Irrespective of why you’re considering a new bike seat, you’ve probably discovered that there are a lot of choices out there. All kinds of models and types are available, so you’ll get the chance to find the seat that’s best suited to you. However, the sheer level of options may also get fairly confusing. Here’s a look at some of the very most common types of bicycle seat available in the marketplace to help you decide which one will undoubtedly be best for you and your bike.
Race seats or road bike seats are very common on bikes created for sports. They’re not really much about comfort, but more about improving speed and best seats for spin bikes riding efficiency. These light seats are generally pretty narrow, with hollow seat rails that take weight off the frame. Don’t expect much padding here – they’re seats which can be exactly about a quick ride. They encourage leaning forward, which is expected on racing bikes. However, for many individuals, they’re just plain uncomfortable.
Comfort seats are well-known response to this. They’re wider and softer when compared to a race seat, with relatively broad noses that won’t cause as much discomfort in the pubic bone. These seats are generally pretty heavy, and tend to be sprung underneath to provide a smoother ride. They work best on bikes with handlebars which can be higher than the seat, and for those who like an upright ride. They’re not the best choice for speed, given that they encourage a non-aerodynamic posture and are rather heavy. Choose this sort of seat when you will be commuting or running errands in your bike. They’re the most frequent seat on classic or vintage bikes, and come in numerous different materials, including old fashioned leather.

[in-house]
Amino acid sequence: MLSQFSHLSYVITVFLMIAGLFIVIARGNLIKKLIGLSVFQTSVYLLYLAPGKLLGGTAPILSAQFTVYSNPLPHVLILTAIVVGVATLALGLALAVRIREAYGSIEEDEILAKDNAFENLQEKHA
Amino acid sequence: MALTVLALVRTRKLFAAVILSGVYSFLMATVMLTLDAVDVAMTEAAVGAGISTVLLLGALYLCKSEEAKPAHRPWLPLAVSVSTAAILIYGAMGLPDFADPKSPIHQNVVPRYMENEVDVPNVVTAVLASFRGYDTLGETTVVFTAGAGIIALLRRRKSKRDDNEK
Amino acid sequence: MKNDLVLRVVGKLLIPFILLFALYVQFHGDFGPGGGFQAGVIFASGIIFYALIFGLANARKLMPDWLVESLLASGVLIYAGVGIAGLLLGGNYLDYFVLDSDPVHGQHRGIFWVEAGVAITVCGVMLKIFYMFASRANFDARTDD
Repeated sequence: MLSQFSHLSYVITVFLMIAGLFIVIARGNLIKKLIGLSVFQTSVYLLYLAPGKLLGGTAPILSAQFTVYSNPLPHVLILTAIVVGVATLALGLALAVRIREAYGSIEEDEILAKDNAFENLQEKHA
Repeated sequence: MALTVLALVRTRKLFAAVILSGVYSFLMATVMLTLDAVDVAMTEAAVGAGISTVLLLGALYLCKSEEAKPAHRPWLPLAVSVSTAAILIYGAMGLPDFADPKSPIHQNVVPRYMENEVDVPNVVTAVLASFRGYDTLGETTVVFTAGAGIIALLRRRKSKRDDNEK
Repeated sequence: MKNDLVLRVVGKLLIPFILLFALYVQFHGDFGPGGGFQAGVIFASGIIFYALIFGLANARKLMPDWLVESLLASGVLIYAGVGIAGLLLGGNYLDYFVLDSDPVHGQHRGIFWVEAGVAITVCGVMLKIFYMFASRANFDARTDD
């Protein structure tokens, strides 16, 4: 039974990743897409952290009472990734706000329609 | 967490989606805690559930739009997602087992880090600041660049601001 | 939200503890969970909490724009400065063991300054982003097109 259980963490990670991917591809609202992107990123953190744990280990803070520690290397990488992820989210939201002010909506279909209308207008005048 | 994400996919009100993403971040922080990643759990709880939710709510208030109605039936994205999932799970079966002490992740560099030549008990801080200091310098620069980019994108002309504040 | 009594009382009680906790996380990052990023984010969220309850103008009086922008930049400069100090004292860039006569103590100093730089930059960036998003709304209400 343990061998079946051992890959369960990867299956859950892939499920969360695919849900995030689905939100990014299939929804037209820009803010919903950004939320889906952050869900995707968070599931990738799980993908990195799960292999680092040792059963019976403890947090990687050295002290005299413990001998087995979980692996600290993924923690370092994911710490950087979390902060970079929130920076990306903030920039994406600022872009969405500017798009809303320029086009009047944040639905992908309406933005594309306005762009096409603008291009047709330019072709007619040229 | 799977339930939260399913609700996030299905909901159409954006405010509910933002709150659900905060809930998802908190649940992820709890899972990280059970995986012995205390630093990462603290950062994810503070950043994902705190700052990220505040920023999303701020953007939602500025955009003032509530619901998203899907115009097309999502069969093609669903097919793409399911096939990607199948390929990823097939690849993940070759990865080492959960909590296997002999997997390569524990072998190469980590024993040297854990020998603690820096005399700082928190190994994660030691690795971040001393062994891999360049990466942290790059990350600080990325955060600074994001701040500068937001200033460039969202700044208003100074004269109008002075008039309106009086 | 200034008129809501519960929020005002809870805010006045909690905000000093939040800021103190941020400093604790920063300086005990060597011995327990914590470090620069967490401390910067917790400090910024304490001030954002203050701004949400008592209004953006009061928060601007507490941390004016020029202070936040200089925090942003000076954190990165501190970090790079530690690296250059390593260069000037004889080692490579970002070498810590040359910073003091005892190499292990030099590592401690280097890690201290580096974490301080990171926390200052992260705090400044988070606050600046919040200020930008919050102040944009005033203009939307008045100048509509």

Gel seats really are a more modern alternative to the older style comfort seat. They come in almost all shapes and styles and are designed to reduce groin and sit bone irritation. They include a gel cushion inside that keeps you from developing discomfort. These can be quite a real lifesaver for those who like to ride over longer distances, when fatigue and strain can build up. Seats are also made of versions designed for men or women, because of the different pelvis shapes between the sexes. Women’s seats are generally shorter and wide, while men’s are narrower and long.
This short guide to bicycle seats should assist you to narrow down the choices and decide which seat will undoubtedly be best for you. Consider the type of bike you ride and the type of riding you prefer to do in order to decide which seat is right for you.